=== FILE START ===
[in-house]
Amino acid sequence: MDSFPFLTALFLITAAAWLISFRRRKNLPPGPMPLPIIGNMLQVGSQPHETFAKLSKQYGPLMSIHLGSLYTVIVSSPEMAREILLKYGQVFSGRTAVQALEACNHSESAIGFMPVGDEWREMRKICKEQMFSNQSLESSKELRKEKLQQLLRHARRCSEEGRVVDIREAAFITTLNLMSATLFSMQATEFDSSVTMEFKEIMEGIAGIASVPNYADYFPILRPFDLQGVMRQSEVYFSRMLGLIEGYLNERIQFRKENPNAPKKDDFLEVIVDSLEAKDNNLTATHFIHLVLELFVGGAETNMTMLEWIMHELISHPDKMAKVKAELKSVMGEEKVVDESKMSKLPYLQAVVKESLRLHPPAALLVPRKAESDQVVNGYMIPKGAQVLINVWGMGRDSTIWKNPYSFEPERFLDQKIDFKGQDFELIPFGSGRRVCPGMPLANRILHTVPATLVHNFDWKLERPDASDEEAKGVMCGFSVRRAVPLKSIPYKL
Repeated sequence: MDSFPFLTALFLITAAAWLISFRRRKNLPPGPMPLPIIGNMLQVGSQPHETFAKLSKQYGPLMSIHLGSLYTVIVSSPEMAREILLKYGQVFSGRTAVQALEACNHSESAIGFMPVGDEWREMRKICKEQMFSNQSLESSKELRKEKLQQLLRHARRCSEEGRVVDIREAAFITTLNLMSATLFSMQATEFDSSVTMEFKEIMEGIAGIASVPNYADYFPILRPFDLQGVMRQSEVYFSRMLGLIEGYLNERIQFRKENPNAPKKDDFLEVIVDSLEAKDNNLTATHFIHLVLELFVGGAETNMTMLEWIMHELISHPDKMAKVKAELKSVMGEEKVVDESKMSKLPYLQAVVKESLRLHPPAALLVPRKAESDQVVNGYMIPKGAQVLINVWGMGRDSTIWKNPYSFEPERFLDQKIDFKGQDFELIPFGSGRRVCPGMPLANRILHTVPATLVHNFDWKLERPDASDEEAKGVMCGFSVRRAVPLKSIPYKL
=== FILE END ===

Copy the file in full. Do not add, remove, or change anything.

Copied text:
[in-house]
Amino acid sequence: MDSFPFLTALFLITAAAWLISFRRRKNLPPGPMPLPIIGNMLQVGSQPHETFAKLSKQYGPLMSIHLGSLYTVIVSSPEMAREILLKYGQVFSGRTAVQALEACNHSESAIGFMPVGDEWREMRKICKEQMFSNQSLESSKELRKEKLQQLLRHARRCSEEGRVVDIREAAFITTLNLMSATLFSMQATEFDSSVTMEFKEIMEGIAGIASVPNYADYFPILRPFDLQGVMRQSEVYFSRMLGLIEGYLNERIQFRKENPNAPKKDDFLEVIVDSLEAKDNNLTATHFIHLVLELFVGGAETNMTMLEWIMHELISHPDKMAKVKAELKSVMGEEKVVDESKMSKLPYLQAVVKESLRLHPPAALLVPRKAESDQVVNGYMIPKGAQVLINVWGMGRDSTIWKNPYSFEPERFLDQKIDFKGQDFELIPFGSGRRVCPGMPLANRILHTVPATLVHNFDWKLERPDASDEEAKGVMCGFSVRRAVPLKSIPYKL
Repeated sequence: MDSFPFLTALFLITAAAWLISFRRRKNLPPGPMPLPIIGNMLQVGSQPHETFAKLSKQYGPLMSIHLGSLYTVIVSSPEMAREILLKYGQVFSGRTAVQALEACNHSESAIGFMPVGDEWREMRKICKEQMFSNQSLESSKELRKEKLQQLLRHARRCSEEGRVVDIREAAFITTLNLMSATLFSMQATEFDSSVTMEFKEIMEGIAGIASVPNYADYFPILRPFDLQGVMRQSEVYFSRMLGLIEGYLNERIQFRKENPNAPKKDDFLEVIVDSLEAKDNNLTATHFIHLVLELFVGGAETNMTMLEWIMHELISHPDKMAKVKAELKSVMGEEKVVDESKMSKLPYLQAVVKESLRLHPPAALLVPRKAESDQVVNGYMIPKGAQVLINVWGMGRDSTIWKNPYSFEPERFLDQKIDFKGQDFELIPFGSGRRVCPGMPLANRILHTVPATLVHNFDWKLERPDASDEEAKGVMCGFSVRRAVPLKSIPYKL